Salt strategy aims to reduce our salt consumption by a quarter
This was published under the 2010 to 2015 Conservative and Liberal Democrat coalition government
A new salt strategy sets out plans to help us cut down on the amount of salt we eat, and sets targets for the catering and takeaway sector.
The Public Health Responsibility Deal’s food network has published its new salt strategy.
It sets out plans to further reduce salt in the nation’s diet towards the 6g a day goal.
The strategy will:
- revise the 2012 salt targets for industry by the end of the year to encourage companies to reformulate recipes
- push the catering and takeaway sector to do more – by setting new maximum targets for the most popular dishes like sandwiches and chips
- ask companies to help people choose lower salt options – through promotional and other activities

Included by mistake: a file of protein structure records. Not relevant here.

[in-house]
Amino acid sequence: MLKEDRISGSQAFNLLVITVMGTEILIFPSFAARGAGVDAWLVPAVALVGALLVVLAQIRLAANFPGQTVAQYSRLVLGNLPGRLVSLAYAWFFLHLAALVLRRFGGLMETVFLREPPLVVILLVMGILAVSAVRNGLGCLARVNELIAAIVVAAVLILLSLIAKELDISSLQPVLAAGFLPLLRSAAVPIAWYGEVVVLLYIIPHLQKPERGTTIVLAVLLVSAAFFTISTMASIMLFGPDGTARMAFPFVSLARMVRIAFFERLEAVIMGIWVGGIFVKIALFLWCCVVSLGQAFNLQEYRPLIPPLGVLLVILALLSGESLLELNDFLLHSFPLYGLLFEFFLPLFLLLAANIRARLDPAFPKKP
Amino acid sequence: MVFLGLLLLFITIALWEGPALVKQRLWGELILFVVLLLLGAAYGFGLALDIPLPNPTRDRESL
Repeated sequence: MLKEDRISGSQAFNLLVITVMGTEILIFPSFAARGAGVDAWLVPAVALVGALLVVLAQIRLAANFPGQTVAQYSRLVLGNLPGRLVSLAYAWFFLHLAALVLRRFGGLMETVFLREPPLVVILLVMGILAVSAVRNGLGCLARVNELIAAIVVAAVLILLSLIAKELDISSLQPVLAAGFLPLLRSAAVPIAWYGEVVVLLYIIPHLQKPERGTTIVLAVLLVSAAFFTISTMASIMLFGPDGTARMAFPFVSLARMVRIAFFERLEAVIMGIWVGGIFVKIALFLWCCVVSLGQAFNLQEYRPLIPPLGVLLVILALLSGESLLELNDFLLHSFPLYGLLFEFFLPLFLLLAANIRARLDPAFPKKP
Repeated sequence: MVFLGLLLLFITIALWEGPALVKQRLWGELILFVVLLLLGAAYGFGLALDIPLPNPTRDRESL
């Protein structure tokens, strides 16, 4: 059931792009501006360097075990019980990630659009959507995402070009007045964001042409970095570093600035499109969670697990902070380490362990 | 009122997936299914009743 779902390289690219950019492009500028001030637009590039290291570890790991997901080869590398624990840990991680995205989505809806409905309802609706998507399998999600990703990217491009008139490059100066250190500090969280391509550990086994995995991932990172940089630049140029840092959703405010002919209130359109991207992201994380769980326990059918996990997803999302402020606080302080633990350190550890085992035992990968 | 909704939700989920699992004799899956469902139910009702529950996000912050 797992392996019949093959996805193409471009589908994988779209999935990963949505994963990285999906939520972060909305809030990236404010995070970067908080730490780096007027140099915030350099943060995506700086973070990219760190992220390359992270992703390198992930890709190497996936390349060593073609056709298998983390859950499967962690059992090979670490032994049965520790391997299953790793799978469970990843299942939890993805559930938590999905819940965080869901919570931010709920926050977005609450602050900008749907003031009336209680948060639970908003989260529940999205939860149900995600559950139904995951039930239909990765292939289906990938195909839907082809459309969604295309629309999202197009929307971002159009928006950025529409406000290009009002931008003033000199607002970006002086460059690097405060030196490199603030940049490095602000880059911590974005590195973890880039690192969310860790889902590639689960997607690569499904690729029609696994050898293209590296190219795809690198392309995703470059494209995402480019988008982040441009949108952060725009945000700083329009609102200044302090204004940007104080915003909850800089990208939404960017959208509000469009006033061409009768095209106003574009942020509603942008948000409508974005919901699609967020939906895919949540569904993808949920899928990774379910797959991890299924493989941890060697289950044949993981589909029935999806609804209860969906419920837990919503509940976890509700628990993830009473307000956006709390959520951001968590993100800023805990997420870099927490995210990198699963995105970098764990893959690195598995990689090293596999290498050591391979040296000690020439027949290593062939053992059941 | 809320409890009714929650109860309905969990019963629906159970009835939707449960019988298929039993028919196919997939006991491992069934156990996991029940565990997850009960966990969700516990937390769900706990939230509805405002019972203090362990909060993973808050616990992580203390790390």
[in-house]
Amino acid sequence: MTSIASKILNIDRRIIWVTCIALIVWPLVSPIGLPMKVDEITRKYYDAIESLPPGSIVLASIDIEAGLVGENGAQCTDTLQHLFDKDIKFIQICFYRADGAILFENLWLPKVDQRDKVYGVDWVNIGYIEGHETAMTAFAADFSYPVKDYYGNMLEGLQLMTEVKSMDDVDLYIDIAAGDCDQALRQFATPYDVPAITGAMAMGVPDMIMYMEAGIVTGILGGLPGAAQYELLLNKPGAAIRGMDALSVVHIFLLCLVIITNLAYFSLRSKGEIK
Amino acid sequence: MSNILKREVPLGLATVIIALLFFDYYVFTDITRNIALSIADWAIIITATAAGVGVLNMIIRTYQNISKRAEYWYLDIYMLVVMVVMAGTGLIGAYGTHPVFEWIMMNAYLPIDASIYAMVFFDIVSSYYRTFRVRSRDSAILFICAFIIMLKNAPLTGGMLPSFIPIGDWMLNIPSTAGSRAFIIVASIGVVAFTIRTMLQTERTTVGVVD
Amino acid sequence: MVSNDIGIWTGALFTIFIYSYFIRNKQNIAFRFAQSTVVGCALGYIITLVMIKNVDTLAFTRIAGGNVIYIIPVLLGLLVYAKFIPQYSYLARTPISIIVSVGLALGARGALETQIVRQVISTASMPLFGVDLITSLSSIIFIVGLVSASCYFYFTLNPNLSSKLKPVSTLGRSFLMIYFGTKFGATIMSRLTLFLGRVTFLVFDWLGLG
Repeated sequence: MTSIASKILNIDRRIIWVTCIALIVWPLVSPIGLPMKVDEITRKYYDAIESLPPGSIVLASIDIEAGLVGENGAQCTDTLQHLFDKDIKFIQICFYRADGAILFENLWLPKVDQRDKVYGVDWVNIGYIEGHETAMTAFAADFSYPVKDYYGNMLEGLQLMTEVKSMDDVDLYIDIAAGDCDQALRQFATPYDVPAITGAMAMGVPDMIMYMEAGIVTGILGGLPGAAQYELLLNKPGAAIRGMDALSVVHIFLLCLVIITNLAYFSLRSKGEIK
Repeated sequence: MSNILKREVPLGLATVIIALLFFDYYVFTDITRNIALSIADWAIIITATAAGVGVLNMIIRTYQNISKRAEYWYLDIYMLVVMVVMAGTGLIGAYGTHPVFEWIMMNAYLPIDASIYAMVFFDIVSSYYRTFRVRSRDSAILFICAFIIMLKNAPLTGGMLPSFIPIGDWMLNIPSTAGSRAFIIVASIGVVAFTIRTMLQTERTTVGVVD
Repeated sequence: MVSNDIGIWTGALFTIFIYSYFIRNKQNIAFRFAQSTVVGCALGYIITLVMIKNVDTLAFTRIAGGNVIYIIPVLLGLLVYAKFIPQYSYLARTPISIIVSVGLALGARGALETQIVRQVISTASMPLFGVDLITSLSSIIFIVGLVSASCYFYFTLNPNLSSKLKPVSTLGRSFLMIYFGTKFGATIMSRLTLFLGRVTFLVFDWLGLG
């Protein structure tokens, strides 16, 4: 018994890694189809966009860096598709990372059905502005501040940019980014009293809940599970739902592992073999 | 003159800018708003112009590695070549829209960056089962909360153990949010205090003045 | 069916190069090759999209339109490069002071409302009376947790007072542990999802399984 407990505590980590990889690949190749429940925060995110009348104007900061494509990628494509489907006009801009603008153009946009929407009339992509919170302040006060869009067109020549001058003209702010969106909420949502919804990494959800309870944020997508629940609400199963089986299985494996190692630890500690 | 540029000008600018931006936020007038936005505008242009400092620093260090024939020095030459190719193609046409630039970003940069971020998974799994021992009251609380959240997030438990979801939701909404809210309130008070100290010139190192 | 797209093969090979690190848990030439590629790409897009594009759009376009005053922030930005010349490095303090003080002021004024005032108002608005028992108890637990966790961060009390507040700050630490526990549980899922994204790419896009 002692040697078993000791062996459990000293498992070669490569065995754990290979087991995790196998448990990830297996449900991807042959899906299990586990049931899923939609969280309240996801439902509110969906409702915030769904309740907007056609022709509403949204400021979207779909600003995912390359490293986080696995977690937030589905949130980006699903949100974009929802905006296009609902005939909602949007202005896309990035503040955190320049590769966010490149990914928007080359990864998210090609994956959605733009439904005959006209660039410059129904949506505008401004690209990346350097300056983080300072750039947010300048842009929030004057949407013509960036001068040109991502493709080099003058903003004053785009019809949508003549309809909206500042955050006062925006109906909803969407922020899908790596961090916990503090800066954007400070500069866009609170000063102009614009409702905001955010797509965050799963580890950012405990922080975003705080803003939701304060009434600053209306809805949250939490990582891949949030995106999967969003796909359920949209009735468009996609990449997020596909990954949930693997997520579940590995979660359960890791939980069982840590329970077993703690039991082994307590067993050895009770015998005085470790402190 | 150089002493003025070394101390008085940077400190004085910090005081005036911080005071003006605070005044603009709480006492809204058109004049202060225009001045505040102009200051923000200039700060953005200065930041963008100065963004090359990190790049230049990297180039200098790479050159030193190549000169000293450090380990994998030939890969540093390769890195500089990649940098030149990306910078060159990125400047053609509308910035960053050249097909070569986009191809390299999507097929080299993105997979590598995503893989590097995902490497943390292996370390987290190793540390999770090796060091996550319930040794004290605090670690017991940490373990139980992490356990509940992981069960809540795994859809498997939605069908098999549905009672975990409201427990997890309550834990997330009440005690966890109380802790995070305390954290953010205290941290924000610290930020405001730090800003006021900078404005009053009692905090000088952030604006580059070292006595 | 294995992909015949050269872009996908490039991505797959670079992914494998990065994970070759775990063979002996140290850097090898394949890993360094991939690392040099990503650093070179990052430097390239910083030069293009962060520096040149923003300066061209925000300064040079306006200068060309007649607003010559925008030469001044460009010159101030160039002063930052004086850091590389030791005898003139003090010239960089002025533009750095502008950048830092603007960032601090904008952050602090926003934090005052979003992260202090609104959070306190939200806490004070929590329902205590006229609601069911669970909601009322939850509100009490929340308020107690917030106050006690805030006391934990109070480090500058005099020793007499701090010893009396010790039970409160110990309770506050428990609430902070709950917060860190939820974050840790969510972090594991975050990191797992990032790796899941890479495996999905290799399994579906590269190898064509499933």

- get more companies across the food industry to sign up to salt reduction
Public Health Minister Anna Soubry said:
Today our typical shopping basket contains much less salt than it did 10 years ago but more needs to be done to help lower these levels even further.
Through the Responsibility Deal, we are working with the food industry to make sure people are given healthier options with less salt in their favourite foods. The voluntary approach is working and we have already seen results in our everyday foods, but to get the greatest impact, we need more companies pledging to reduce salt levels, particularly in the catering and take away sector.
The UK is world-leading in salt reduction but more needs to be done to reach our goal of no more than 6g a day. This is because eating too much salt can have a serious impact on people’s health – causing high blood pressure, which could lead to heart disease and stroke. Currently 90 companies have signed up to make salt reduction a priority, and we want to see real action from many more.
Research figures show that more than half the public (53%) rarely or never consider the amount of salt when buying food, despite more than 4 in 5 people (86%) knowing that too much salt is bad for their health.